Noa Turel

ASSISTANT PROFESSOR OF ART HISTORY          Office // AEIVA 227           205.934.8973
M.A. Courtauld Institute of Art, University of London; Ph.D. University of California, Santa Barbara

Areas of Specialization: Northern Renaissance Art, Late Medieval and Early Modern Visual Culture, Early Modern Art and Science, Art and Technology

Noa Turel’s research area is Early Modern and late medieval European art in its global context. In her current work she draws on evidence at the intersection of the histories of art, science, and technology to explore the changing epistemology of pictorial representation over the period 1300-1600. She has authored several peer-reviewed articles and book chapters and completed the manuscript of her first book, Living Pictures: A Formative History of Early Netherlandish Painting. She is currently working on her second book project, Ingenious Secrets: Painting and Research in Renaissance Courts.

Dr. Turel has been the recipient of multiple awards, including a Postdoctoral Fellowship at the Getty Research Institute, the Robert H. and Clarice Smith Fellowship from the Center for Advanced Study in the Visual Arts, National Gallery of Art, and, most recently, a residential fellowship at the Dibner Library of the History of Science and Technology at the Smithsonian Institution.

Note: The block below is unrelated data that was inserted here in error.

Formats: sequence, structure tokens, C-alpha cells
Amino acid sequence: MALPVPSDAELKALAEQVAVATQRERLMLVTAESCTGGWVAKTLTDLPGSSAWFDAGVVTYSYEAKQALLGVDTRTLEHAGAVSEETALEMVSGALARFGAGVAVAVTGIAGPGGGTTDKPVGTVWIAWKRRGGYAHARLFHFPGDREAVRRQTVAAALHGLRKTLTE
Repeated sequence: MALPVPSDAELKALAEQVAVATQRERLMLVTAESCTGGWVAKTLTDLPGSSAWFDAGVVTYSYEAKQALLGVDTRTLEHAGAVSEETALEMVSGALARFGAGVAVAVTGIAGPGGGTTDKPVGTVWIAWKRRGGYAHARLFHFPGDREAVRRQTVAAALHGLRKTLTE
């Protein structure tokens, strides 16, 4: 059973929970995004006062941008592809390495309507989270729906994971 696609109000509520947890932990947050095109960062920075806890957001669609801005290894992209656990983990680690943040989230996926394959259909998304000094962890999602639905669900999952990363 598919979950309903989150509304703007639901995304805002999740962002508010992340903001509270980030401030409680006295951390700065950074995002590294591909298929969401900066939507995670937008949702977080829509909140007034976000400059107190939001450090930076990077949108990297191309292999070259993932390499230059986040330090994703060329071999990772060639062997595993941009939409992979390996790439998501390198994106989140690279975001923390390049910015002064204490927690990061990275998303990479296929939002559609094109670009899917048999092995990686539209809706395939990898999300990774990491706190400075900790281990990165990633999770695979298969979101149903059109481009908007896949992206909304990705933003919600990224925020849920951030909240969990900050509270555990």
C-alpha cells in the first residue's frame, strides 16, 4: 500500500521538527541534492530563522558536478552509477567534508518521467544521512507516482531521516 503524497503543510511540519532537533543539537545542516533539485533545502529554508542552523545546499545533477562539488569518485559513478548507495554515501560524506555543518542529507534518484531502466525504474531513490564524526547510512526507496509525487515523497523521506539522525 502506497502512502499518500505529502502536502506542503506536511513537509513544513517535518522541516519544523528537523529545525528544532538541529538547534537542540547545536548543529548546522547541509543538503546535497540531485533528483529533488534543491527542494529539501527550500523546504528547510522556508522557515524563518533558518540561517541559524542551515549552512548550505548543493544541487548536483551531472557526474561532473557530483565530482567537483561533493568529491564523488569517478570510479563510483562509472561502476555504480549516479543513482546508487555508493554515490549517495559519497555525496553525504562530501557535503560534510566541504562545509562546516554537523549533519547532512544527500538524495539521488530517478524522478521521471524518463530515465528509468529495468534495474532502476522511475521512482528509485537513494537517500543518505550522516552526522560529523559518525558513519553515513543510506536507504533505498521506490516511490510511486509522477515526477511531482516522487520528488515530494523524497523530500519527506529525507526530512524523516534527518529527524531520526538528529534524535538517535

Prior to completing her graduate studies, Dr. Turel had interned and worked in curatorial departments at the Courtauld Institute, MoMA, and the Leo Baeck Institute, and co-curated a large exhibition of contemporary body art at UCSB.

At UAB, she teaches courses in Renaissance, Baroque, and medieval art history. Dr. Turel is particularly passionate about mentoring undergraduate and graduate students and helping them pursue their professional goals. One of her recent MA students has gone on to teach community college art history and the other earned a full fellowship to pursue doctoral studies at Rice University. Prospective applicants for the M.A. program who are interested in any aspect of Early Modern and late medieval European art are encouraged to contact Dr. Turel.